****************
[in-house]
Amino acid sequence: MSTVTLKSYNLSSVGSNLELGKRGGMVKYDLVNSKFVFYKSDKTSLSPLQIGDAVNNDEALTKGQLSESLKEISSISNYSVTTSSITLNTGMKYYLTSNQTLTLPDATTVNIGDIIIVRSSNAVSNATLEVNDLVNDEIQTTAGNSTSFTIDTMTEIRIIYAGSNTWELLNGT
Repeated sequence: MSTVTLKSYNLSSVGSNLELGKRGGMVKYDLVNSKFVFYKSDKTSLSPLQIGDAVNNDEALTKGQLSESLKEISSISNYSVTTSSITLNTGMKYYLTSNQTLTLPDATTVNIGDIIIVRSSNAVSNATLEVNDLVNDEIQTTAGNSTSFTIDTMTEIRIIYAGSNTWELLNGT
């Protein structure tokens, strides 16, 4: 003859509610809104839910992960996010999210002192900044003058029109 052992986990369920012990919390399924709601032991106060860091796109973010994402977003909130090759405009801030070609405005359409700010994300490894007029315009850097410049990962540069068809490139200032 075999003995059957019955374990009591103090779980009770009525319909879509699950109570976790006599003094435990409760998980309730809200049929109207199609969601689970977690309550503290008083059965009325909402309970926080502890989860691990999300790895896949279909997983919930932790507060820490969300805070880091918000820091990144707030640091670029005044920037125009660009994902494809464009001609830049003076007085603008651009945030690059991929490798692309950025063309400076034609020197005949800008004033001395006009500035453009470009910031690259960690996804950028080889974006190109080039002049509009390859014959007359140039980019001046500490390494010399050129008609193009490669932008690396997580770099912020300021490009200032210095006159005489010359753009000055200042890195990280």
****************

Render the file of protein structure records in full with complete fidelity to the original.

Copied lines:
[in-house]
Amino acid sequence: MSTVTLKSYNLSSVGSNLELGKRGGMVKYDLVNSKFVFYKSDKTSLSPLQIGDAVNNDEALTKGQLSESLKEISSISNYSVTTSSITLNTGMKYYLTSNQTLTLPDATTVNIGDIIIVRSSNAVSNATLEVNDLVNDEIQTTAGNSTSFTIDTMTEIRIIYAGSNTWELLNGT
Repeated sequence: MSTVTLKSYNLSSVGSNLELGKRGGMVKYDLVNSKFVFYKSDKTSLSPLQIGDAVNNDEALTKGQLSESLKEISSISNYSVTTSSITLNTGMKYYLTSNQTLTLPDATTVNIGDIIIVRSSNAVSNATLEVNDLVNDEIQTTAGNSTSFTIDTMTEIRIIYAGSNTWELLNGT
């Protein structure tokens, strides 16, 4: 003859509610809104839910992960996010999210002192900044003058029109 052992986990369920012990919390399924709601032991106060860091796109973010994402977003909130090759405009801030070609405005359409700010994300490894007029315009850097410049990962540069068809490139200032 075999003995059957019955374990009591103090779980009770009525319909879509699950109570976790006599003094435990409760998980309730809200049929109207199609969601689970977690309550503290008083059965009325909402309970926080502890989860691990999300790895896949279909997983919930932790507060820490969300805070880091918000820091990144707030640091670029005044920037125009660009994902494809464009001609830049003076007085603008651009945030690059991929490798692309950025063309400076034609020197005949800008004033001395006009500035453009470009910031690259960690996804950028080889974006190109080039002049509009390859014959007359140039980019001046500490390494010399050129008609193009490669932008690396997580770099912020300021490009200032210095006159005489010359753009000055200042890195990280």